I must admit that when I woke up this morning to come into the lab I was a little worried that no one would be around and that the April Fool's Day joke would be on me. True to their words though, Nia and Kurt were in the lab with our latest subject. Keita Ikeda (Ike) from Duke.
I'll figure out how to add some audio down the road, but for now click on this link... for my buddy Dave
This is the beginning of the last round of baseline, sea-level tests before we head up to the Pyramid and the official beginning of my countdown. I wasn't letting myself get too excited before April, but now I can let myself smile (FROM EAR TO EAR). This week will be insanely busy with us starting in the lab at 6:00 most days (me then driving from UBC to Okanagan College in Penticton to teach at about noon, and maybe back to the lab when I'm done teaching at 4:00). My wife is also off to Vancouver this week and it's the last week of classes! I think the rest of the guys will be in the lab until 11:00 PM or later. Who made the schedule? KURT?
It's also my birthday on Friday and the guys in the lab have been generous enough to schedule me in as a subject on Friday. This experiment will be looking at brain blood flow & metabolism under different CO2 challenges and during exercise. (I'm still working on getting the rest of the crew to send me a paragraph or two about the studies) We investigate brain metabolism by drawing blood from the veins in your neck (yes we're going "straight to the jugular"- I'm sure this is a famous movie line, but can't remember which movie), so we will have I.V. lines in our necks as we do this. In addition, we get to do a VO2max test while having the lines in. I've done a tonne of volunteering for studies in the past:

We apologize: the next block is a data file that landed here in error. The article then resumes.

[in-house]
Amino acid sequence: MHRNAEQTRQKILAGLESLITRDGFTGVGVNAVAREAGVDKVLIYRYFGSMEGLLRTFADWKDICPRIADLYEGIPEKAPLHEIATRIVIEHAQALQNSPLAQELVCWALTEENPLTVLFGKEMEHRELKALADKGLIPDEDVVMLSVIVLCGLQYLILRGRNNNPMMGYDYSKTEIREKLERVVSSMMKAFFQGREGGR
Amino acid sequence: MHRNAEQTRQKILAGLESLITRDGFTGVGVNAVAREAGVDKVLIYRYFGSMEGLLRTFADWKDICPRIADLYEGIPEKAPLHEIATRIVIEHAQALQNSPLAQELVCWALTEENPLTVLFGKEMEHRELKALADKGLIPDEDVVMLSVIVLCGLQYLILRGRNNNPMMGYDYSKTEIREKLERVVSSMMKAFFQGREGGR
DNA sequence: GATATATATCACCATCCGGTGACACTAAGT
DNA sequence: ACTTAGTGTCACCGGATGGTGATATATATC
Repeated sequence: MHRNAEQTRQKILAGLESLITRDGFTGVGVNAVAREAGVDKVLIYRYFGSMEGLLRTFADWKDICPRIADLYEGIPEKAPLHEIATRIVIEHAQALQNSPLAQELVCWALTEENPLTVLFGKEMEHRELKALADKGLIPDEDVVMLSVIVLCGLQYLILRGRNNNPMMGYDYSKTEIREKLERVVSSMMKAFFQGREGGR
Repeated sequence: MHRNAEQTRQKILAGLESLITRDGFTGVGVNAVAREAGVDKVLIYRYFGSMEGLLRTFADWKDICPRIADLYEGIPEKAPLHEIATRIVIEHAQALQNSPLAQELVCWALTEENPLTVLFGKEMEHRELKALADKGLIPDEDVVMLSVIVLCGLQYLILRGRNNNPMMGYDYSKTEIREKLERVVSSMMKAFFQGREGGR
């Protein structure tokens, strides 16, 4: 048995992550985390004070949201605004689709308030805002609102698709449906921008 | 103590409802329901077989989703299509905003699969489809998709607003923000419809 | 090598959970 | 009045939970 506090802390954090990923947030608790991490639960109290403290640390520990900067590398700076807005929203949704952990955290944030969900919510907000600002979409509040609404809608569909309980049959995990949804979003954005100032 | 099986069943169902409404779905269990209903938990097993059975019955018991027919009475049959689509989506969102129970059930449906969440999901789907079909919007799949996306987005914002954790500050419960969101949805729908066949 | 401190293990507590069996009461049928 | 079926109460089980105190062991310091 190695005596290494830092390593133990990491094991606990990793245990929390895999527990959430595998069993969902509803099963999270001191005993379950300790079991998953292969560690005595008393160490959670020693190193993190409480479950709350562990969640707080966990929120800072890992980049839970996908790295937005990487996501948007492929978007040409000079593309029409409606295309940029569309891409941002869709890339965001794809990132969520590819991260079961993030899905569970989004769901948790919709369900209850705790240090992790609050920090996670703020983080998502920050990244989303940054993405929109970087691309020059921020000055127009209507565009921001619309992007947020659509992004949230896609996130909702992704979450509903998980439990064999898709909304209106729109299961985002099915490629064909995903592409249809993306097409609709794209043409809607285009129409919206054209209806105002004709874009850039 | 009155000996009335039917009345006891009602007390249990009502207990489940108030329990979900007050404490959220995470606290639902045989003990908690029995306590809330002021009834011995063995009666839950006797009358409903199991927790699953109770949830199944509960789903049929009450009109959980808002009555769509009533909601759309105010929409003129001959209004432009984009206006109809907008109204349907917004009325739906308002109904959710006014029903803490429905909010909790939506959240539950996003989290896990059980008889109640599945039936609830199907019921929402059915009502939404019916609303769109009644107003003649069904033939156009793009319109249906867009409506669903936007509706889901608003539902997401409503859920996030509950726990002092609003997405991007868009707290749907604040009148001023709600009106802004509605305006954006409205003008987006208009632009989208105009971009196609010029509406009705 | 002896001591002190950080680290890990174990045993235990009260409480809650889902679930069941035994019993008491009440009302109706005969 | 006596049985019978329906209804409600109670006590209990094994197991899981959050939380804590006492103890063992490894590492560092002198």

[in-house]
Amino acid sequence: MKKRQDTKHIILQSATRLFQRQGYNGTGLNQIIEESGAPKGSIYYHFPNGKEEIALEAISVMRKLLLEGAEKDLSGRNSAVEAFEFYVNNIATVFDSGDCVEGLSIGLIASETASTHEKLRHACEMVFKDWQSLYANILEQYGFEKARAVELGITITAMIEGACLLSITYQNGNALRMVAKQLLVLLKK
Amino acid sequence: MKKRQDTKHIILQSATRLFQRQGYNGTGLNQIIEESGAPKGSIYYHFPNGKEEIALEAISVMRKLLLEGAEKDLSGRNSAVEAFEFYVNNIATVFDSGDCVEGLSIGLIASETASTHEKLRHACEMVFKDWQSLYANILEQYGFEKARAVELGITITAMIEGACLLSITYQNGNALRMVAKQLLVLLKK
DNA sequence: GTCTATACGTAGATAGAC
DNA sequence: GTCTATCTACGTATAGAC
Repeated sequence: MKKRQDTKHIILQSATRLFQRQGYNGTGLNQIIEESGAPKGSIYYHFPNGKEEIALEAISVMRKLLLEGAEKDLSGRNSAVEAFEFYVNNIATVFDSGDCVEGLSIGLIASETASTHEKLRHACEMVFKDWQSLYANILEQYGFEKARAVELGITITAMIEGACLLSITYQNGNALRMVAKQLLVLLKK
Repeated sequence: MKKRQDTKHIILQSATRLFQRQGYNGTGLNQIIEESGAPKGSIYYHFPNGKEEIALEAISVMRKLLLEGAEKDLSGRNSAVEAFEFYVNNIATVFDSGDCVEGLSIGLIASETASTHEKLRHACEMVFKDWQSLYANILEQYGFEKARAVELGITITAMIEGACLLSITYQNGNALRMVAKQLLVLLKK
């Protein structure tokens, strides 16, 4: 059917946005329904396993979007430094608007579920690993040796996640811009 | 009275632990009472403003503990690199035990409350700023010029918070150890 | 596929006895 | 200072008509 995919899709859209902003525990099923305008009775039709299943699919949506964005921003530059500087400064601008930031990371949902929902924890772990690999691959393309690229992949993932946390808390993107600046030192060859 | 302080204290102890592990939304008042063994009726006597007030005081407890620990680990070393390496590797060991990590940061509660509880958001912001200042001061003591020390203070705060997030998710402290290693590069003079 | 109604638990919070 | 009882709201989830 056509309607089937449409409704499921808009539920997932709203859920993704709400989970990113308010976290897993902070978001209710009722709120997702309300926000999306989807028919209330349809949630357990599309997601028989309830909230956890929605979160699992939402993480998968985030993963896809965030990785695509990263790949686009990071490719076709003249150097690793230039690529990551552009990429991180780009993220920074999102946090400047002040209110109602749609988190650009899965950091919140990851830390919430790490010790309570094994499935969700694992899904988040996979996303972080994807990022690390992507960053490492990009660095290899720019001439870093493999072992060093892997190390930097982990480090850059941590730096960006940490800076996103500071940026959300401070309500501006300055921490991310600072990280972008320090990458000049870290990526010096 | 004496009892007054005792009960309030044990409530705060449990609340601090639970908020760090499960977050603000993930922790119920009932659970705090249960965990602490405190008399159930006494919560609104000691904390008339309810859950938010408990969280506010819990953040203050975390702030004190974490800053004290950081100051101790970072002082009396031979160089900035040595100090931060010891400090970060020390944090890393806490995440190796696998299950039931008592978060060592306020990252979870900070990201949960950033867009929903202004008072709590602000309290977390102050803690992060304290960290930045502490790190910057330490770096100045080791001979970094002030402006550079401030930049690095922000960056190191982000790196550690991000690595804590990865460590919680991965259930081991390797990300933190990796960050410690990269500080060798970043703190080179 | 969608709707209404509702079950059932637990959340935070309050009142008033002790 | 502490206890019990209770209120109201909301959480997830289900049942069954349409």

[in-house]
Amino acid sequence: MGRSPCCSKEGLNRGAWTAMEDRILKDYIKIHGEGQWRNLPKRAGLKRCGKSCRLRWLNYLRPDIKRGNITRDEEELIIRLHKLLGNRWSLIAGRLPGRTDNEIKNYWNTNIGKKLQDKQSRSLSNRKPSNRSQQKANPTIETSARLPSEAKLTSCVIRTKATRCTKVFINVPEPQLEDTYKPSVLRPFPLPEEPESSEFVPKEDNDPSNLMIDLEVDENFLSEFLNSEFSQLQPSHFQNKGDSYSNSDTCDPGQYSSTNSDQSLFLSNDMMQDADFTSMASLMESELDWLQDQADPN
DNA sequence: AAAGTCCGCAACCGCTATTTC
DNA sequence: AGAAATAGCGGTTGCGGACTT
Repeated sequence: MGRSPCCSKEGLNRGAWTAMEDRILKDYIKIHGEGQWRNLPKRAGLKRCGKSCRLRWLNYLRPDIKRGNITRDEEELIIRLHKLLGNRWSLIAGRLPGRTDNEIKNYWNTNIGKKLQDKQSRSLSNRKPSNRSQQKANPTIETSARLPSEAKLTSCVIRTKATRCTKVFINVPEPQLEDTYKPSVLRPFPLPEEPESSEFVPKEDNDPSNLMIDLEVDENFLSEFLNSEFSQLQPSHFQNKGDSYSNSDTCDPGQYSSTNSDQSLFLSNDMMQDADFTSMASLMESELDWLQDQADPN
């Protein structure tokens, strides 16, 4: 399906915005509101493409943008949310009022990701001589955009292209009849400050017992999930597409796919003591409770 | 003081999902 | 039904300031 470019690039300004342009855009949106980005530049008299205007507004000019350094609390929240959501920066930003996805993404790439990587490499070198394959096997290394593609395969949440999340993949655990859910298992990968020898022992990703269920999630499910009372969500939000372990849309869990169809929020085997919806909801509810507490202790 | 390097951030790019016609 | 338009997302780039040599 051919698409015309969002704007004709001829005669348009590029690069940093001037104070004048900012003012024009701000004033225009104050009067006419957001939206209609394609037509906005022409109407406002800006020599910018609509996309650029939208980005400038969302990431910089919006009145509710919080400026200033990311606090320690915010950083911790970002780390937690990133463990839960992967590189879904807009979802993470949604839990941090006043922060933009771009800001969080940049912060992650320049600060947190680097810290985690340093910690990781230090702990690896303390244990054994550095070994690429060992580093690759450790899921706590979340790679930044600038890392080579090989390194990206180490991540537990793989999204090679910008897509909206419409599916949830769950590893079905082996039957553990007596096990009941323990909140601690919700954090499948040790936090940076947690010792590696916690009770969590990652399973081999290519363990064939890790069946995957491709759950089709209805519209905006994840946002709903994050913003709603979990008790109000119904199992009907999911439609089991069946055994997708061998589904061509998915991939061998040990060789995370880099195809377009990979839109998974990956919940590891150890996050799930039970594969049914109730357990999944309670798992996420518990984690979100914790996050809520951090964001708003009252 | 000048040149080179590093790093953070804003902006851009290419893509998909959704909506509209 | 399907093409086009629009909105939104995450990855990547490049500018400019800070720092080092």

11 muscle biopsies (you're welcome Brendon Gurd)
Exercised in MRI's (Sean Forbes)
Taken all kinds of pills and potions (too many to list)
Probes in every body part (thanks Neil Eves)
Exercised in all kinds of crazy scenarios (thanks Neil Eves)
Had needles inserted into the nerves in my leg (Craig Steinback)
Had all the blood sucked into my legs (all of Kevin Shoemaker's students)
Continuous and interval training studies for weeks on end (Bryon McKay)
Multiple repetitions of moderate and heavy intensity exercise transitions (you must help your lab mates)
I know I'm missing some others
I've have never had a problem with any of it, but I'm a little "uncomfortable" with the idea of I.V.'s in my neck. Especially as a birthday present :) At least I'm going at the end of the week, so they'll have had time to practice on the others!
I say all of the above in jest, but I am completely confident in the abilities of my fellow researchers and the gents from Duke do this sort of thing all the time. They are truly professional when it comes to subject safety and the like.
Indeed, one of the best things about Phil's network and web of fellow investigators is the relaxed nature of the people involved. We have fun, crack jokes (often about levels of incompetence and manhood), play pranks on each other (Dr. Ainslie is currently on holidays- a little inside humour), but when it's time for science and seriousness, there are no better people to "stick your neck out" for (that was a very Doogie Howser like finish to the blog post- if you don't know what I'm talking about, then you're either too young or too old, but he was the originator of the blog!)